Warkworth History Society & Warkworth Parish Council have planned a weekend of events (12th-14th June) to coincide with the national celebrations to commemorate the 800th Anniversary of Magna Carta as their ‘baron’ was one of the 25 ‘enforcers’ present at Runnymede when Magna Carta was sealed. They would be delighted if fellow ANLHS members to join them at some or all of the planned events. Download details here: Warkworth Magna Carta Day
Volunteer Opportunities with Northumberland Archives
Northumberland Archives is working with The National Archives to create an up-to-date web-based searchable database of extant manorial records for the pre-1974 county of Northumberland. The project began in April 2014 and is expected to continue through to December 2016. During this time they will be looking at catalogued and uncatalogued collections held by Northumberland Archives at Berwick-upon-Tweed and Woodhorn as well as Northumberland material held in both UK and international repositories. The project will also identify and record Northumberland manorial records retained privately. The project has been made possible by grant funding provided by The National Archives and The Federation of Family History Societies.
They are looking to recruit four volunteers with research experience to work with the Archives to prepare Manor Authority files – brief histories of each of the Northumberland manors. The work involves looking at printed secondary sources and preparing a chronology of the descent of the manor. This work can be undertaken remotely from home and full training will be provided. For an informal discussion please contact Andrea Cameron by telephone on 01670 624487 or by email at firstname.lastname@example.org
TYNE VIEW BOOK PROJECT – In July 2011 four Tynesiders – the Port of Tyne’s writer in residence Michael Chaplin, artist Birtley Aris, photographer Charles Bell and poet Christy Ducker, set off to walk the tidal length of the River Tyne from South Shields to Tynemouth via Wylam.
Their walk took them through changing communities, vital industry and through urban, rural, industrial and post-industrial landscapes. Along the way they interviewed people who work alongside the river from boat builders and taxi drivers to a horse dentist at Bill Quay farm to capture reflections on the past and the future of the Tyne. The resulting book includes pen and ink illustrations, photography, poetry and a written and poetic narrative that captures the ordinary and extraordinary people of the river and the river itself at a point of change. Part social history, part psycho-geography and part love letter, Tyne View captures the soul of Tyneside’s big river.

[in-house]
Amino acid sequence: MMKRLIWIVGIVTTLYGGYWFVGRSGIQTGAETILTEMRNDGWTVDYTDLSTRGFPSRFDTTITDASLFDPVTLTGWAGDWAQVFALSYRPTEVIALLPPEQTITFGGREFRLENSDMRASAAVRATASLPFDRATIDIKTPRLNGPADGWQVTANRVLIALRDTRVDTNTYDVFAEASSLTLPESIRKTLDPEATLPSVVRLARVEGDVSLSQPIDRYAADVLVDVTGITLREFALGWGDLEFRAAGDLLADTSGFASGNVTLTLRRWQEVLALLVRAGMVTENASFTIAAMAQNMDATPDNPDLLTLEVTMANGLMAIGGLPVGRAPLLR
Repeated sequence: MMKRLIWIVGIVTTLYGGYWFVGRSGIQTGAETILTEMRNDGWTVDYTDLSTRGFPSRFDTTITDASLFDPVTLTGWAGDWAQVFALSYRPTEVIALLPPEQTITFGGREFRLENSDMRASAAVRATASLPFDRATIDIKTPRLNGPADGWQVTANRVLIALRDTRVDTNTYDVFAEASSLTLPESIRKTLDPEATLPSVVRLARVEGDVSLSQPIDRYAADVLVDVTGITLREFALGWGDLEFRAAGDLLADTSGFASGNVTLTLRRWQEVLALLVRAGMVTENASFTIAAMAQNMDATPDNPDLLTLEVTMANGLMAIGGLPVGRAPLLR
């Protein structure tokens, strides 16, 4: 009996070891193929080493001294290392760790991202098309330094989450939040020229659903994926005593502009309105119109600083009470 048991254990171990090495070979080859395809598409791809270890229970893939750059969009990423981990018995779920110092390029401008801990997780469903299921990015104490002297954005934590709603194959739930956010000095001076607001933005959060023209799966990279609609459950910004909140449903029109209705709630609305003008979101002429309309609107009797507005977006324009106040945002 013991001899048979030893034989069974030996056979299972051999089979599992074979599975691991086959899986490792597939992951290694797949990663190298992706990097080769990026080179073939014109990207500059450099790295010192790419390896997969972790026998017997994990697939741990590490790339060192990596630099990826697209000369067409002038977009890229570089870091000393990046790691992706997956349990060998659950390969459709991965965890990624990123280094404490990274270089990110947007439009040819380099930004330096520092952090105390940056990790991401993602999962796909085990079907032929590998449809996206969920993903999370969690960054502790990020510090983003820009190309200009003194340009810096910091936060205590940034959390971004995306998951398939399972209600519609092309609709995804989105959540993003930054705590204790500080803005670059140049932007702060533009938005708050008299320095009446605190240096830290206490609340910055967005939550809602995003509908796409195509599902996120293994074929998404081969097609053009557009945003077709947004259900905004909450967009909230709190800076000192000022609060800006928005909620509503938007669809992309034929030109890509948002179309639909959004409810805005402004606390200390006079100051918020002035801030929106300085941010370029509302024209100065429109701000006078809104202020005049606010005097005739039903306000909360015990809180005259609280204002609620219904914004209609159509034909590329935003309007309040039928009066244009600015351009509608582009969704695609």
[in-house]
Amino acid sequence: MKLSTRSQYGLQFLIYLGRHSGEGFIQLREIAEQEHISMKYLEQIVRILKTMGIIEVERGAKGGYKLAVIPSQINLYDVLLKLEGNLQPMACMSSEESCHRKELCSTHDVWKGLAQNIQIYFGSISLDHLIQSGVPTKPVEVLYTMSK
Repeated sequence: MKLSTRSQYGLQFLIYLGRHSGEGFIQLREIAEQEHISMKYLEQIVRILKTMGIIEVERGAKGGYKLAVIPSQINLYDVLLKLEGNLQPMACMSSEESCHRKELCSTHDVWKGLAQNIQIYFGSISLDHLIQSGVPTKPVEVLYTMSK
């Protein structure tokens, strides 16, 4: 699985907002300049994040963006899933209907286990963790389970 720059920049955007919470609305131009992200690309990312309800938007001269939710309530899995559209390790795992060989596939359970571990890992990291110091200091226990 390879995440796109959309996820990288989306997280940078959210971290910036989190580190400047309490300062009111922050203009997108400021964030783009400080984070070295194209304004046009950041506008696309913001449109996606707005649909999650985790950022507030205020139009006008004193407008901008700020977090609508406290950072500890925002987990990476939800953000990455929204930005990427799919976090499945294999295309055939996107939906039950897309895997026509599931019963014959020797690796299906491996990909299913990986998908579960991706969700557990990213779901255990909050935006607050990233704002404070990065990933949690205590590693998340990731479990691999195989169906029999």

Michael Chaplin is available to come and talk to local history groups about Tyne View and share his experience. If you would to take up this opportunity please contact Debbie Sharratt at Port of Tyne, Maritime House, Tyne Dock, South Shields, Tyne & Wear NE34 9PT. Debbie can also be contacted on 0191 440 7450 or by email on email@example.com.
THE FRIENDS OF UNION CHAINBRIDGE – We have been contacted by ‘The Friends of the Union Chain Bridge’, an organisation launched in June 2014, and asked to bring their campaign to the notice of our website readers. They are campaigning for the full restoration of this grade I listed structure for its bicentenary in 2020. They tell us that:
The Bridge, which spans the Tweed between Horncliffe in England and Fishwick in Scotland, was the first large-scale suspension bridge in the world and has global significance in the history of engineering, as well as being a magnificent feature in the Border landscape. However, after almost 200 years of wear and corrosion, the old structure, which last saw major repair works in 1977, urgently needs major restoration. The estimated cost of the necessary work is about £5 million. Northumberland County Council and Scottish Borders Council share responsibility for the structure and each are expected to earmark £500,000 towards the restoration costs, with bids being prepared for additional funding from the Heritage Lottery Fund, English Heritage and Historic Scotland.
‘The Friends’ organisation, established to show community support for the project and to submit bids for grants that are unavailable to public authorities, now has about 250 members from the immediate area, throughout the UK and further afield.
You can find out more by visiting their website https://www.facebook.com/unionbridgefriends. You can join ‘the Friends’ through the website or at Chain Bridge Honey Farm or Paxton House.